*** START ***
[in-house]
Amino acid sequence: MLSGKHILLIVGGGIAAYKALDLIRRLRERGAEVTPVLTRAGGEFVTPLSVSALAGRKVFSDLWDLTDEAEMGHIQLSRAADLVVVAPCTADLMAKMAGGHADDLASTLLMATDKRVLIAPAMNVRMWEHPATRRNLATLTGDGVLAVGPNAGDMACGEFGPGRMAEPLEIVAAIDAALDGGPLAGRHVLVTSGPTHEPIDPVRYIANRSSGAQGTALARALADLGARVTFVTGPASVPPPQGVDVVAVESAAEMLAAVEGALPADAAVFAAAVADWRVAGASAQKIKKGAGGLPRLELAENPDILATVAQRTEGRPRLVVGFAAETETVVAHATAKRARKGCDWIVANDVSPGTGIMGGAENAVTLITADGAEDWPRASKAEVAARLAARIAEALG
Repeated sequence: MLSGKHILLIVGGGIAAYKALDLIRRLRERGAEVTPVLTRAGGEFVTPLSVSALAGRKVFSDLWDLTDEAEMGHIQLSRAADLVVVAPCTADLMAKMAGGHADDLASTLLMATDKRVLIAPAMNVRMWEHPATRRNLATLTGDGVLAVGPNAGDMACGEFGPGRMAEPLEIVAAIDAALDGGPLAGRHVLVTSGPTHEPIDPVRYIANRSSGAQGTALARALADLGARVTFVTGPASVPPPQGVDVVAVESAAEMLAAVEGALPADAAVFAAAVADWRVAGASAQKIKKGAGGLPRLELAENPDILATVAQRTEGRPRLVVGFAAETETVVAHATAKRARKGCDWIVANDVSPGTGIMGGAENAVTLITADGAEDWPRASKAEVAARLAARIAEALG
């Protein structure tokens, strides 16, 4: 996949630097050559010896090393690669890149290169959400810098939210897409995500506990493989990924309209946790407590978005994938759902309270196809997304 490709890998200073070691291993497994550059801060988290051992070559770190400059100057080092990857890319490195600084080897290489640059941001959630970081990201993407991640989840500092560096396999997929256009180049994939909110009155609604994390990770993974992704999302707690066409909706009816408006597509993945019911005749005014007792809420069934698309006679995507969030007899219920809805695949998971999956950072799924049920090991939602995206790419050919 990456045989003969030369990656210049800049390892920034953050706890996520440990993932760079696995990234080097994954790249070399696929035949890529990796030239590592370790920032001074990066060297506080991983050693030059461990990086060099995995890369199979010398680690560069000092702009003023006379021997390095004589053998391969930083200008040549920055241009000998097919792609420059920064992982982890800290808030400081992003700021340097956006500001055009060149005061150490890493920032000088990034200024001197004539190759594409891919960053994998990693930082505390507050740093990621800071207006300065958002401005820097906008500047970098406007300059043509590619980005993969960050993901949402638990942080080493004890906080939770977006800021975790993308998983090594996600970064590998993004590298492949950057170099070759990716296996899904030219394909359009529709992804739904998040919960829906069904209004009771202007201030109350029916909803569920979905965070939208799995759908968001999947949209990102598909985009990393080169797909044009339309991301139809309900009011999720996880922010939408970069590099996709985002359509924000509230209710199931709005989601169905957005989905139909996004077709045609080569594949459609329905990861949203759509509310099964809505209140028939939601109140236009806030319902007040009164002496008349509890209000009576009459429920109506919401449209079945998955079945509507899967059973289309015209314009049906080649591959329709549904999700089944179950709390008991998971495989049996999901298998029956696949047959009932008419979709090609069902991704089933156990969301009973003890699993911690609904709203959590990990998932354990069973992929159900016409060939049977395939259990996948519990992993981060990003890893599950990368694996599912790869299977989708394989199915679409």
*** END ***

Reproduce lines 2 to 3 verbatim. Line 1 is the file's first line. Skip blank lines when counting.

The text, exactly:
Amino acid sequence: MLSGKHILLIVGGGIAAYKALDLIRRLRERGAEVTPVLTRAGGEFVTPLSVSALAGRKVFSDLWDLTDEAEMGHIQLSRAADLVVVAPCTADLMAKMAGGHADDLASTLLMATDKRVLIAPAMNVRMWEHPATRRNLATLTGDGVLAVGPNAGDMACGEFGPGRMAEPLEIVAAIDAALDGGPLAGRHVLVTSGPTHEPIDPVRYIANRSSGAQGTALARALADLGARVTFVTGPASVPPPQGVDVVAVESAAEMLAAVEGALPADAAVFAAAVADWRVAGASAQKIKKGAGGLPRLELAENPDILATVAQRTEGRPRLVVGFAAETETVVAHATAKRARKGCDWIVANDVSPGTGIMGGAENAVTLITADGAEDWPRASKAEVAARLAARIAEALG
Repeated sequence: MLSGKHILLIVGGGIAAYKALDLIRRLRERGAEVTPVLTRAGGEFVTPLSVSALAGRKVFSDLWDLTDEAEMGHIQLSRAADLVVVAPCTADLMAKMAGGHADDLASTLLMATDKRVLIAPAMNVRMWEHPATRRNLATLTGDGVLAVGPNAGDMACGEFGPGRMAEPLEIVAAIDAALDGGPLAGRHVLVTSGPTHEPIDPVRYIANRSSGAQGTALARALADLGARVTFVTGPASVPPPQGVDVVAVESAAEMLAAVEGALPADAAVFAAAVADWRVAGASAQKIKKGAGGLPRLELAENPDILATVAQRTEGRPRLVVGFAAETETVVAHATAKRARKGCDWIVANDVSPGTGIMGGAENAVTLITADGAEDWPRASKAEVAARLAARIAEALG